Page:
Thursday, January 21, 2021

Glam Explosion


Paul Oldfield on The Great Glam Rock Explosion and a Suzi Quatro compilation, Melody Maker, March 19 1988

Paul here reprising in precis the argument - or some of it - from his great Monitor thinkpiece of 1985

Originally so enthused were we by the early 70s 7 inch singles we'd exhumed from jumble sales and junk shops that we planned to devote a whole issue to glam and glitter....  I believe David Stubbs was going to write about the Year 1975 as the nadir of pop history that 1985 mirrored and that he envisioned extending itself perpetually...  I certainly had some notes on the Sweet, Gary Glitter, Alice Cooper that I stumbled on only a few years ago for the first time since they'd been written in '85 and discovered to my surprise that many of the same phrases and thoughts occurred to me again when working on Shock + Awe

Some of those thoughts and sensations did get aired in this 89? 90? piece for Melody Maker on Last Few Days!, one of those phantom groups that sauntered through the pages of the music press leaving nary a trace on official poprock history 

Tuesday, January 5, 2021

heavy mental kids


This is 1975 - I wonder if they got "Heavy Mental Kids" from the band Heavy Metal Kids, or direct from Burroughs. 

Burroughs, a writer I'm glad existed but who I never have any desire to read.

New York Dolls, a band I'm glad existed but I never have any desire to hear.

Except, except, for this

Heavy Metal Kids, a band where the name is much better than the sonic actuality 

Saturday, January 2, 2021

strange / estranged (but not really) children of glam


"Every New Romantic was an idol-wannabe looking to cross over and make it big. While the likes of Boy George became  stars, a new scene was fermenting in London during 1982: Goth. Its epicenter was the Batcave, a Soho nightclub packed with fans of the Banshees and the early culty-and-kinky Adam & the Antz. “It was a light bulb for all the freaks and people like myself who were from the sticks and wanted a bit more from life,” Johnny Melton from the band Specimen has said of the Batcave. “Freaks, weirdos, sexual deviants…“ The club’s vibe was all leather-and-lace and B-movie ghoulishness, while the soundtrack consisted of old glam, the Cramps, and early efforts by Goth bands like Alien Sex Fiend.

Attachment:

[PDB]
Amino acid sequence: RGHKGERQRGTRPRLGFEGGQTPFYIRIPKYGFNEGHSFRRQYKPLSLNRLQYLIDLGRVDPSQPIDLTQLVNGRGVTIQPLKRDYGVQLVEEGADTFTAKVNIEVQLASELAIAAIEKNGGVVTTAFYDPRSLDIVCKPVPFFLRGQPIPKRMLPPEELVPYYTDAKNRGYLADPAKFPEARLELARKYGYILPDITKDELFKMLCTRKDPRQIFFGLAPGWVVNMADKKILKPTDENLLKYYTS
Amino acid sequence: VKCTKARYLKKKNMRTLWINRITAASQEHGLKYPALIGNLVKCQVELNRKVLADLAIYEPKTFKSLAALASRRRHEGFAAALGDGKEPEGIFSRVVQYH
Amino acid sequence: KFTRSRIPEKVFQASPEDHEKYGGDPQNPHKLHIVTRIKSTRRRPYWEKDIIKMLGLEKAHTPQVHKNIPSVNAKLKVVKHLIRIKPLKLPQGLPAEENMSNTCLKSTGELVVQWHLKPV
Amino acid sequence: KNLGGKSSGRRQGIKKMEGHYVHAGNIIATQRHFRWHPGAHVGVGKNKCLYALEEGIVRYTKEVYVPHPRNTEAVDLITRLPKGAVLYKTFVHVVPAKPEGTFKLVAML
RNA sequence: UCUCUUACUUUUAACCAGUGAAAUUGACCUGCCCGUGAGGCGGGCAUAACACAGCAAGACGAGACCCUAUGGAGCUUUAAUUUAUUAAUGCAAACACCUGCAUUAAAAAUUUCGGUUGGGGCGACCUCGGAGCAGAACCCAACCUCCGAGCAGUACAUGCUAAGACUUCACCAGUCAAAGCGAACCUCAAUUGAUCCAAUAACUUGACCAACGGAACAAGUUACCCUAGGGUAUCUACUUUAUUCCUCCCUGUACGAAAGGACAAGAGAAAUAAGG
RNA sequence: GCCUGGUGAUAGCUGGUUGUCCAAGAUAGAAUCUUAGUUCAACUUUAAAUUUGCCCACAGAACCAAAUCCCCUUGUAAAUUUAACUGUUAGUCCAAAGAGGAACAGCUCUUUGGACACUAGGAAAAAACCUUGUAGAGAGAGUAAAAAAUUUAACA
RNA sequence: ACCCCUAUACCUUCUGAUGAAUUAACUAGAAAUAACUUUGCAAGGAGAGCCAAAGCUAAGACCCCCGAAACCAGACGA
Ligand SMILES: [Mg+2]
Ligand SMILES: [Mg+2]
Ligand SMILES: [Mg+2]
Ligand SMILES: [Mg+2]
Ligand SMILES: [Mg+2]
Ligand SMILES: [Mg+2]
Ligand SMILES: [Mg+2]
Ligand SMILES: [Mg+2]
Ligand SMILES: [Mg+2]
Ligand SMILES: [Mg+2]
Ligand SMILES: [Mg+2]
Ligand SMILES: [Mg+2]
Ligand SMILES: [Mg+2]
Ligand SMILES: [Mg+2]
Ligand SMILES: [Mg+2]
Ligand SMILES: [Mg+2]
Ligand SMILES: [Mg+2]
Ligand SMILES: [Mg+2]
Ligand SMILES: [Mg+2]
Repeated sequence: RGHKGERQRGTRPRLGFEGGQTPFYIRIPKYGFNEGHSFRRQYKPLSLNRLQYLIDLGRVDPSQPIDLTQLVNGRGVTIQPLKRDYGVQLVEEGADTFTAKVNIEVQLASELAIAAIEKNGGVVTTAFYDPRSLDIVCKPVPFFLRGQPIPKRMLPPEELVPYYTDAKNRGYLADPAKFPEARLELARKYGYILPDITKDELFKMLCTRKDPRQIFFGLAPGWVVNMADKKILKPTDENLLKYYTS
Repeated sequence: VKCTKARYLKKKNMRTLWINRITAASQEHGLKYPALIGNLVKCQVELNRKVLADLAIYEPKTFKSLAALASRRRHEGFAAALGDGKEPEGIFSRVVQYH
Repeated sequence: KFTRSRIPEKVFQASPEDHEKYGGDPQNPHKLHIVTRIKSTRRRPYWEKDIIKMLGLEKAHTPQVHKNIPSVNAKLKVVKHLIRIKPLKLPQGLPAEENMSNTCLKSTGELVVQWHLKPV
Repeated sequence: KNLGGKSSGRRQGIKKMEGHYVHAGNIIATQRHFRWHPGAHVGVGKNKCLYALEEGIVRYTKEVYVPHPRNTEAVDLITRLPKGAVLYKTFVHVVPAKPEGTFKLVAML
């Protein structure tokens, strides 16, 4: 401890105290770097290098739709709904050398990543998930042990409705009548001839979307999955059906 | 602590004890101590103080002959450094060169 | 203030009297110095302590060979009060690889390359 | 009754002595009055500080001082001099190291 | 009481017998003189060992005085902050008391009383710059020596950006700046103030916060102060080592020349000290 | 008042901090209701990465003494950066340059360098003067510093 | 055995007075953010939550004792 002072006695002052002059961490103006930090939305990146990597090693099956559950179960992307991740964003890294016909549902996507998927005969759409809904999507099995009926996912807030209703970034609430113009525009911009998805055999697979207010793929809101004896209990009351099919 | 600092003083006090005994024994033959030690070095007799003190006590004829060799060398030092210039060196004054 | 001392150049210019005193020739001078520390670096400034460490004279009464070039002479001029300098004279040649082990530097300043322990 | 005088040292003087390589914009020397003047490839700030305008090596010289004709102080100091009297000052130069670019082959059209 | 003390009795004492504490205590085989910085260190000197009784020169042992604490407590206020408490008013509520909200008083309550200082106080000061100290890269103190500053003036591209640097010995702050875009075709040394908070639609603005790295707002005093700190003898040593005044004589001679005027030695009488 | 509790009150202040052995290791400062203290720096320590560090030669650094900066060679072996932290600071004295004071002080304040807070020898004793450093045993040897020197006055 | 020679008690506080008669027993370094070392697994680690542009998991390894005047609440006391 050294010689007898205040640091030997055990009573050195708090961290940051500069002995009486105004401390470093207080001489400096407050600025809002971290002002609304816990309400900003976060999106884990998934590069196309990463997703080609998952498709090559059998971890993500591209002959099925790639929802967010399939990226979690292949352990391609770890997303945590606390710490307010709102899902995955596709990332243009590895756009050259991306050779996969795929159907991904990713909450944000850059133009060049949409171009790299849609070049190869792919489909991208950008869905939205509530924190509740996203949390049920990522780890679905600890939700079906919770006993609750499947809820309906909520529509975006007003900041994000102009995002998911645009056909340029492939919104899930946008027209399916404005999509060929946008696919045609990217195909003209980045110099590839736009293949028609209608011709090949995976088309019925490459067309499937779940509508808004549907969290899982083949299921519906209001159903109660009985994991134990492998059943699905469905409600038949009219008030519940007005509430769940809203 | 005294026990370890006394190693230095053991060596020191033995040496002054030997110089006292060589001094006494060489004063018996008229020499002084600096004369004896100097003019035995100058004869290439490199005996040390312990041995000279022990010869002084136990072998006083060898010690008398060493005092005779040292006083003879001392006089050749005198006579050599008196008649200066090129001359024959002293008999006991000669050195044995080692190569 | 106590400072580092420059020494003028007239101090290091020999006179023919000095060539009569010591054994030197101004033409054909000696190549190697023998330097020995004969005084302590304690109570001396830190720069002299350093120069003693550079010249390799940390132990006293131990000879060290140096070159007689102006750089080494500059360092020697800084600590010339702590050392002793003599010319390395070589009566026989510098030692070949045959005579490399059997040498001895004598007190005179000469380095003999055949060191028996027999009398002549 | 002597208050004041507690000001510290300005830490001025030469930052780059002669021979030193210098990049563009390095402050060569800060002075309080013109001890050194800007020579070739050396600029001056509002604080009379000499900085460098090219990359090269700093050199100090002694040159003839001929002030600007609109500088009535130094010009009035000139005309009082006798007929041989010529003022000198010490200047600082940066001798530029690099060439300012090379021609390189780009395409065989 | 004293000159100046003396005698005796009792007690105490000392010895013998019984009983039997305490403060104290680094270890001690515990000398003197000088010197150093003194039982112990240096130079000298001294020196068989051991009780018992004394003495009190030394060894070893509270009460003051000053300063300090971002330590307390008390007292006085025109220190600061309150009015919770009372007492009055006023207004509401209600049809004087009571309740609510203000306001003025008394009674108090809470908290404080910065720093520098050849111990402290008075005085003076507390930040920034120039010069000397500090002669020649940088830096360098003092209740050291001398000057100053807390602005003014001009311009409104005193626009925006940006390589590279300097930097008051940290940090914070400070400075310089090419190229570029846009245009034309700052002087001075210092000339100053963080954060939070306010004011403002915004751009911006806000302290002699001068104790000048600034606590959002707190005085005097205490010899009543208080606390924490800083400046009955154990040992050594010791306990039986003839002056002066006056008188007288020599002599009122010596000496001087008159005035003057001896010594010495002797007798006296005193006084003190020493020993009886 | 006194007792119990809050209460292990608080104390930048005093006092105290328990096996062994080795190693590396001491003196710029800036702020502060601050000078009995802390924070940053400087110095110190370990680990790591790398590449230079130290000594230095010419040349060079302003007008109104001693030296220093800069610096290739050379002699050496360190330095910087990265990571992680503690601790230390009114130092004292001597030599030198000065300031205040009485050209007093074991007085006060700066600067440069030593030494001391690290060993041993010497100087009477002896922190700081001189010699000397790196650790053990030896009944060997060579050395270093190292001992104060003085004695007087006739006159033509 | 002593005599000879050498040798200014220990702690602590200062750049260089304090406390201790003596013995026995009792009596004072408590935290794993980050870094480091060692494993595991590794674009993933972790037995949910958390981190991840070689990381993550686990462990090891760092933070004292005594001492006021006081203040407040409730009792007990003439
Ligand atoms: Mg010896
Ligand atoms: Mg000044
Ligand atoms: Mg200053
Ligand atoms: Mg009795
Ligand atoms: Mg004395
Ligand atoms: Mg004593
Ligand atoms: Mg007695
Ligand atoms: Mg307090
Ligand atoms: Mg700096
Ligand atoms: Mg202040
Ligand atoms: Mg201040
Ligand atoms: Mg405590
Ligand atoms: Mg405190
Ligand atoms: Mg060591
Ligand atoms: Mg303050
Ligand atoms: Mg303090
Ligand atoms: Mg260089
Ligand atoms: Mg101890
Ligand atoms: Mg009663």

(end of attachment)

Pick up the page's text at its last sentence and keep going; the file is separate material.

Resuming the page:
"But while Goth rejected synths and discofunk, the scene was really not that different from New Romanticism, sharing common ancestry in Bowie/Roxy and a passion for posing. There was even some cross-over between the scenes: Goth face Andi Sex Gang shared a squat with Boy George at one point, while Theatre of Hate frontman Kirk Brandon is reputed to have been on even more intimate terms. Specimen’s anthem “Stand Up, Stand Out” could have been a manifesto for New Romanticism as much as for Goth, as could Banshees songs like “Painted Bird”, which paid tribute to their audience with the lines: “confound that dowdy flock with a sharp honed nerve/because we’re painted birds, by our own design”.

"Like the Blitz before it, the Batcave metastatised across pop culture, spawning similar scenes across the UK and the world, while its bigger talents became successful--and increasingly conventional-sounding--rock bands. Meanwhile, the spirit of “don’t dream it, be it” rematerialized in a new club, Taboo...."

from "London Glam City", GQ Style, 2006 


  ... or at least, if not endorsing / encouraging, then at least accepting the existence and inevitability of theatricality as a social mech...